Roush Fenway won't field Xfinity team in 2019

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Roush Fenway won't field Xfinity team in 2019

NASCAR

Roush Fenway won't field Xfinity team in 2019

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Roush Fenway Racing will not have an Xfinity Series program this year, team president Steve Newmark confirmed Wednesday night.

Newmark told SiriusXM NASCAR Radio all focus and resources would go exclusively toward their Monster Energy NASCAR Cup Series program with Ricky Stenhouse Jr. and the incoming Ryan Newman. Roush went winless in 2018 and did not have a car in the playoffs.

RFR fielded two cars last year in the Xfinity Series. Ryan Reed was a full-time contender in the No. 16 and finished 11th in points. Ford development drivers Ty Majeski, Chase Briscoe, and Austin Cindric split duties in the No. 60 car.

Reed does not have a contract for 2019 after his sponsor, Lilly Diabetes, announced in October they were ending their sponsorship at the end of the season. Briscoe and one of his sponsors, Nutri Chomps, signed with Stewart-Haas Racing while Cindric will stay in-house at Team Penske.

The door isn’t shut on RFR fielding a team again in the future, but given the circumstances stepping away, for now, makes sense. And Newmark admitted sponsorship was one factor in the decision.

“For better or worse that’s the way NASCAR is structured right now and sponsorship is the lifeblood for the teams,” Newmark said. “My hope is that at some point in time we continue to evolve to a model that moves a little bit away from that. But that was just a factor. We had a great run with Lilly Diabetes, five full seasons, we handled the Ford driver development program last year and the Xfinity Series is something that Jack [Roush, team owner] has always been passionate about.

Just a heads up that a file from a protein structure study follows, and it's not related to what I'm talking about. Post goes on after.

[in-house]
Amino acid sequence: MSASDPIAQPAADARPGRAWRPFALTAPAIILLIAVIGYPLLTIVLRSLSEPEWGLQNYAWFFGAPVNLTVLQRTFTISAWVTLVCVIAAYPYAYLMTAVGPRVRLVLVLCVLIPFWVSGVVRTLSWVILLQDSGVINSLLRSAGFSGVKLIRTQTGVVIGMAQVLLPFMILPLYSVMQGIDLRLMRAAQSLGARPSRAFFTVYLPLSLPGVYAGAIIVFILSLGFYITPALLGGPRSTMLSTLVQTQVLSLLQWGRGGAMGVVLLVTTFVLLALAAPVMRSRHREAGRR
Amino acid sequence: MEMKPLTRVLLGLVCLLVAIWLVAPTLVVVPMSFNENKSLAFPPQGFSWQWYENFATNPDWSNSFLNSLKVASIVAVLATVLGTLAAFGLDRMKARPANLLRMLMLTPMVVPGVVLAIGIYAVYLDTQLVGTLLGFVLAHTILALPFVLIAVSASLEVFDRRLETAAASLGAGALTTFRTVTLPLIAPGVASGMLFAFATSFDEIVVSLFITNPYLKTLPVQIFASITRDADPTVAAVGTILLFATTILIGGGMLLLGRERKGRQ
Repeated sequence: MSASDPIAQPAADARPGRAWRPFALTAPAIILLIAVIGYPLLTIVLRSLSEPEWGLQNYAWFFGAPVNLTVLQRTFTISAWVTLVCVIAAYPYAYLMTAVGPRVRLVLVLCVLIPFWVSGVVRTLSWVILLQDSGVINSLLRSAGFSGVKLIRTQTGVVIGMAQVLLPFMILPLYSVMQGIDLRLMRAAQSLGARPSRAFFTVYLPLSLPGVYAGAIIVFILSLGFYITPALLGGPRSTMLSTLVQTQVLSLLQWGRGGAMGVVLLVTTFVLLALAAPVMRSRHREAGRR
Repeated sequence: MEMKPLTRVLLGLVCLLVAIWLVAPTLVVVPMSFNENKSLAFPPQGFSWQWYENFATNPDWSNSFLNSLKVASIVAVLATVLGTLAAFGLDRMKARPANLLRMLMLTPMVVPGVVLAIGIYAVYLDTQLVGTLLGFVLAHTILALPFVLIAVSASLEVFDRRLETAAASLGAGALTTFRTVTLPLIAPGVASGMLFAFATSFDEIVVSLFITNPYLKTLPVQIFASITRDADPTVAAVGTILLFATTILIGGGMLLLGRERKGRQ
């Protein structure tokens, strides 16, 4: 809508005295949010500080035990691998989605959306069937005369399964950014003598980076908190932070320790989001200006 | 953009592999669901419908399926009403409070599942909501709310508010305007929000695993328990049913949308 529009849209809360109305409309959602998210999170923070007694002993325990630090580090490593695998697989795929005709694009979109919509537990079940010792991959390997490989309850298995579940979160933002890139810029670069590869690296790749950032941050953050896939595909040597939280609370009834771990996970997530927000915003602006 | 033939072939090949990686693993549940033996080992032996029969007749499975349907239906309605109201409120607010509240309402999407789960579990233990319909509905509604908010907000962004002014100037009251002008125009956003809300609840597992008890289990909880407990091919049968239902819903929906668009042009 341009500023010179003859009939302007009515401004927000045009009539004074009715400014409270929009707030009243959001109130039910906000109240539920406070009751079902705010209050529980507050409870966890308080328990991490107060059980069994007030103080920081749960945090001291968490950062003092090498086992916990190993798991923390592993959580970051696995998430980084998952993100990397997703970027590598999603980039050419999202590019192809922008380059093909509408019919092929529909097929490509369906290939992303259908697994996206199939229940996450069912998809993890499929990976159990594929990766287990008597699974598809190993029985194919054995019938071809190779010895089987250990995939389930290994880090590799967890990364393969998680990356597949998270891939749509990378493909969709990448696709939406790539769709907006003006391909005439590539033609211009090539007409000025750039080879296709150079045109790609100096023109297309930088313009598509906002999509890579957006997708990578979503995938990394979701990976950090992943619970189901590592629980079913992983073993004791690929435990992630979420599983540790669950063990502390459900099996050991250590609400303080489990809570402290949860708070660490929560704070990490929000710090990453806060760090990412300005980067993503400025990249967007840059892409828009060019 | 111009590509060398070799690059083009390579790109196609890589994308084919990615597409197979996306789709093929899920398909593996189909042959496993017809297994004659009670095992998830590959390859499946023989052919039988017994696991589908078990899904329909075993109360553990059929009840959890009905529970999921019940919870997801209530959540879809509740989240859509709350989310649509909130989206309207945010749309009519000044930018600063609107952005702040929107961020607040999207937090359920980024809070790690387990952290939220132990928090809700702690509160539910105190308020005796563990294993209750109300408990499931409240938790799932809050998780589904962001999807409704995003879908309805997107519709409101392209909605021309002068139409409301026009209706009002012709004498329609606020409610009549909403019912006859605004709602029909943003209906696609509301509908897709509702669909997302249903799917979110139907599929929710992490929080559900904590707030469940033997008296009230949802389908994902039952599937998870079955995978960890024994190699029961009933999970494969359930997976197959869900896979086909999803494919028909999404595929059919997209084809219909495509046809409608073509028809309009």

“It’s a fantastic series, but when we look at where we are and what we needed to focus on, we just felt like that all the resources should be dedicated to Cup. We’ve always used Xfinity as a feeder series … for Cup, and when we look at our drivers, we’ve got those guys locked up, and we think that they’re going to be with us for a number of years. We look at the engineering talent, we look at our crew chiefs, and we kind of felt like we had all the pieces of the puzzle in place and so really what we need to do is go out and execute at the Cup level and we’ll see where we end up in Xfinity in the future.”

Roush first fielded an Xfinity Series car in 1993 with Mark Martin. The organization has run 1,698 races with 137 wins and five championships between Greg Biffle (2002), Carl Edwards (2007), Stenhouse (2011-12), and Chris Buescher (2015).

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